The way in which an individual walks. Gait may be aﬀected by inherited disorders; by illness – especially neurological disorders; by injury; or by drug and alcohol abuse. Children, as a rule, begin to walk between the ages of 12 and 18 months, having learned to stand before the end of the ﬁrst year. If a normal-sized child shows no ability to make movements by this time, the possibility of mental retardation must be borne in mind, and if the power of walking is not gained by the time the child is a year and a half old, RICKETS, CEREBRAL PALSY, or a malformation of the hip-joint must be excluded.
In hemiplegia, or PARALYSIS down one side of the body following a STROKE, the person drags the paralysed leg.
Steppage gait occurs in certain cases of alcoholic NEURITIS, tertiary SYPHILIS (tabes) and other conditions where the muscles that raise the foot are weak so that the toes droop. The person bends the knee and lifts the foot high, so that the toes may clear obstacles on the ground. (See DROP-FOOT.)
In LOCOMOTOR ATAXIA or tabes dorsalis, the sensations derived from the lower limbs are blunted, and consequently the movements of the legs are uncertain and the heels planted upon the ground with unnecessary force. When the person tries to turn or stands with the eyes shut, he or she may fall over. When they walk, they feel for the ground with a stick or keep their eyes constantly ﬁxed upon it.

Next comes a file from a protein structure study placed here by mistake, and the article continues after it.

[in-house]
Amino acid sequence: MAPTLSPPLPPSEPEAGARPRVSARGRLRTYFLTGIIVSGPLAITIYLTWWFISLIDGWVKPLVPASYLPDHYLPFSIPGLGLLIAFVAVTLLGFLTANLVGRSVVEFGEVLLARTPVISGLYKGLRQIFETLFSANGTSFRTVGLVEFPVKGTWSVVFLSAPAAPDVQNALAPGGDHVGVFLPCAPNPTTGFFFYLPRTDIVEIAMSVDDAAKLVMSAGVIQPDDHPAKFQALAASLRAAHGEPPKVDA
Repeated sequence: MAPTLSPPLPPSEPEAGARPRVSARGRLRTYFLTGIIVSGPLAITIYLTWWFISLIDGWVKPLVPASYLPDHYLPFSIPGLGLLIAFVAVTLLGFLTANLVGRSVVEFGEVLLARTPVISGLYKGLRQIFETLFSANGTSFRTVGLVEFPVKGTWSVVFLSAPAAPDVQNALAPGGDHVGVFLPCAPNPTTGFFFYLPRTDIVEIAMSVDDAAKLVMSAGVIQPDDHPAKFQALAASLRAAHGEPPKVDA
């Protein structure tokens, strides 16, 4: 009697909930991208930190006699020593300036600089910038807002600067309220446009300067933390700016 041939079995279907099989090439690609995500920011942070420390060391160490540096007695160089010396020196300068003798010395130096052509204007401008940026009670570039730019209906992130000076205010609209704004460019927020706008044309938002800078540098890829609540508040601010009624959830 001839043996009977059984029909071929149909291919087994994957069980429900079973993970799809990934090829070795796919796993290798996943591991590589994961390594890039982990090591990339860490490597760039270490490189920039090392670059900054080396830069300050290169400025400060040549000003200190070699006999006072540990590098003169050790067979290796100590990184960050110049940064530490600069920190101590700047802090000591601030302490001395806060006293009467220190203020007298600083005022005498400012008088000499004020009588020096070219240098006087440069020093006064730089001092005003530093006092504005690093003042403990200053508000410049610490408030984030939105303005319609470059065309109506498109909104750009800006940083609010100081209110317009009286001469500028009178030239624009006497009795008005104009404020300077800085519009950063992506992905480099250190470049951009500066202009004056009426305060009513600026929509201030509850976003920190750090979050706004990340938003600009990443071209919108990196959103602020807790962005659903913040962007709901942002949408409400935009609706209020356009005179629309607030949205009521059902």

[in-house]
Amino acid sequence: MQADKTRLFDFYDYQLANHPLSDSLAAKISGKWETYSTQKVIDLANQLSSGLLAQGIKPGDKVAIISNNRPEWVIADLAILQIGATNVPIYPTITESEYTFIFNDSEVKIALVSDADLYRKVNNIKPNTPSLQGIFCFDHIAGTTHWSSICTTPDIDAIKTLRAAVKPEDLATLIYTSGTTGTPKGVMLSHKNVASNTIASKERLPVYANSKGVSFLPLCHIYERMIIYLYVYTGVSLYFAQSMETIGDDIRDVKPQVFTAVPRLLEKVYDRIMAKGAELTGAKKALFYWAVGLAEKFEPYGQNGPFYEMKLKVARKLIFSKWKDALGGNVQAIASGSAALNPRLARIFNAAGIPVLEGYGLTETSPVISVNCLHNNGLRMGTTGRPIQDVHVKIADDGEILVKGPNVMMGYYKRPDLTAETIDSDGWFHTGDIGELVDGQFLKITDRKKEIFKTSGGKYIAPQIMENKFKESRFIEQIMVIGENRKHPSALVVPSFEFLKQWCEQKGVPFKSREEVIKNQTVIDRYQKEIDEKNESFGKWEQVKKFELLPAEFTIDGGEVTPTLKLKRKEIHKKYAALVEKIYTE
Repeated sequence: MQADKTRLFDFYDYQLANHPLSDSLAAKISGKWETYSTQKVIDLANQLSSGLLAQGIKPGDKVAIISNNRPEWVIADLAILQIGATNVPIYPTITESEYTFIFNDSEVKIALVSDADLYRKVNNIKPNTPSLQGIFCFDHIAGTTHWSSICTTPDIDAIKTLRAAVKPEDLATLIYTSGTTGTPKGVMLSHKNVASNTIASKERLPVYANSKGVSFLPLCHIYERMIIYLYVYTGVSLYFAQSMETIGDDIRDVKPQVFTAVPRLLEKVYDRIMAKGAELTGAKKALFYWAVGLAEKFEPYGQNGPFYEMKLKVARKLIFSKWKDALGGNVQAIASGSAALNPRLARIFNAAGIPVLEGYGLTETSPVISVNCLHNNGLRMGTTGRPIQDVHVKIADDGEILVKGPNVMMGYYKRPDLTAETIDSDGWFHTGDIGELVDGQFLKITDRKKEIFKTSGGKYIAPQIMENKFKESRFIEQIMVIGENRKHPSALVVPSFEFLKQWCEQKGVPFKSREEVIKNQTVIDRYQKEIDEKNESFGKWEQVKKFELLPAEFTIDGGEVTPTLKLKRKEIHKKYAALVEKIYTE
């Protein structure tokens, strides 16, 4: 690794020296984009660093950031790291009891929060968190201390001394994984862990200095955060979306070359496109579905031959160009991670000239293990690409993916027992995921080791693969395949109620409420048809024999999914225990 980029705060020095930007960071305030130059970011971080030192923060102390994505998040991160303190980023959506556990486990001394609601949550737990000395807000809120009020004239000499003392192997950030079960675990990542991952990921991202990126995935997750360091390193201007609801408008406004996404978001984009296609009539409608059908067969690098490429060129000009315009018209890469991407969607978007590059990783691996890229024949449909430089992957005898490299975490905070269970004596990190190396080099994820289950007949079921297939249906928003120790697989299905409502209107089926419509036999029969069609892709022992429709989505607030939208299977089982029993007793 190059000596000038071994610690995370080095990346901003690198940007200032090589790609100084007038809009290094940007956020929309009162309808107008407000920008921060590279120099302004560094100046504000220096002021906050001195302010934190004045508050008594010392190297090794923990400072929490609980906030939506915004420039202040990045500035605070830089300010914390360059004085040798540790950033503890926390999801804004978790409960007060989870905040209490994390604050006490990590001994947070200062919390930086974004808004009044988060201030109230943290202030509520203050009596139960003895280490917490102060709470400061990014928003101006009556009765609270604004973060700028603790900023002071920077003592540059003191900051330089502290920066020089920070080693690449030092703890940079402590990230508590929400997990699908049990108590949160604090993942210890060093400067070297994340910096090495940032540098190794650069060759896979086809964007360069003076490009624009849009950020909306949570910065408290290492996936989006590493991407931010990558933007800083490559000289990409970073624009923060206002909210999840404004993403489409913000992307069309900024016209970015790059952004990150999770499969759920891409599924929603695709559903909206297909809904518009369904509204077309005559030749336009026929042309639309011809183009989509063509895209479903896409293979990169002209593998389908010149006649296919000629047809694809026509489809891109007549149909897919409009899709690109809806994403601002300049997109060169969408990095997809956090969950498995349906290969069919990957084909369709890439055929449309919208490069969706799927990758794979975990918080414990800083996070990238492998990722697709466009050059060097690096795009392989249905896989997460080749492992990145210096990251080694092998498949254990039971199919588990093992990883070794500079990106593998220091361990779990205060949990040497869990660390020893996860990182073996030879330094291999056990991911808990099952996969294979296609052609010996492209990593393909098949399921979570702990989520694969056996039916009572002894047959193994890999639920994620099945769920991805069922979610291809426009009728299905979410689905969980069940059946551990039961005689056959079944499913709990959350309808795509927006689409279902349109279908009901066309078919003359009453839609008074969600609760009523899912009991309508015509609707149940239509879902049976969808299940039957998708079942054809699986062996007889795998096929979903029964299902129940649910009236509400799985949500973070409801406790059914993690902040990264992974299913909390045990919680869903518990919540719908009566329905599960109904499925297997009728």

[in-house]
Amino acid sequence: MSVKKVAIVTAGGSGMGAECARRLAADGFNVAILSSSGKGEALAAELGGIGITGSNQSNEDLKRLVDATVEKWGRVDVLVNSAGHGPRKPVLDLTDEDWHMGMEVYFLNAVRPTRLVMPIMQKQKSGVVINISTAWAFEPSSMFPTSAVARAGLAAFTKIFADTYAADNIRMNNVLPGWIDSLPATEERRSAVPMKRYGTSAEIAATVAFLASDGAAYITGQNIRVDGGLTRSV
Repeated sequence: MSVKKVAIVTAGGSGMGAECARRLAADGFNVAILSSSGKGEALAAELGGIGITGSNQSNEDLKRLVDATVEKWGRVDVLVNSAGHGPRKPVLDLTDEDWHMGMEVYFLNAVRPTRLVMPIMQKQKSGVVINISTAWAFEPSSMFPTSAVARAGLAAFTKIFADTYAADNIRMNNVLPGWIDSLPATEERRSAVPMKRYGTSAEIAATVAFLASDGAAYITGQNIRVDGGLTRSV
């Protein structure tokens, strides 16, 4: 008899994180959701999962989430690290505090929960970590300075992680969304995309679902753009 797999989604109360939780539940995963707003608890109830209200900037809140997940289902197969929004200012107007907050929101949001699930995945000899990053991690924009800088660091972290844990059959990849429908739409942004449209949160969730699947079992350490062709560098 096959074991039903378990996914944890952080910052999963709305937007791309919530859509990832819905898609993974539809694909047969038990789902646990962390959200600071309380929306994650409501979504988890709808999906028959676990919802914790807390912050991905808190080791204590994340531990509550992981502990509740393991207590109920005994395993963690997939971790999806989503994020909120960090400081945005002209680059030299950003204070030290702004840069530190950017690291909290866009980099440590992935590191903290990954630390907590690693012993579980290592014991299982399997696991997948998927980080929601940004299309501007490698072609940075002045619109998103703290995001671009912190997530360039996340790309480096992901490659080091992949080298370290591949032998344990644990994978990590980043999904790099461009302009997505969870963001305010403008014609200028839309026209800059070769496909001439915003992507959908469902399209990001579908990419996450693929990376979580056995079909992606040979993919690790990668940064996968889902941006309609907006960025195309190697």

In spastic paralysis the limbs are moved with jerks. The foot ﬁrst of all clings to the ground and then leaves it with a spasmodic movement, being raised much higher than is necessary.
In PARKINSONISM the movements are tremulous, and as the person takes very short steps, he or she has the peculiarity of appearing constantly to fall forwards, or to be chasing themselves.
In CHOREA the walk is bizarre and jerky, the aﬀected child often seeming to leave one leg a step behind, and then, with a screwing movement on the other heel, go on again.
Psychologically based idiosyncracies of gait are usually of a striking nature, quite diﬀerent from those occuring in any neurological conditions. They tend to draw attention to the patient, and are worse when he or she is observed.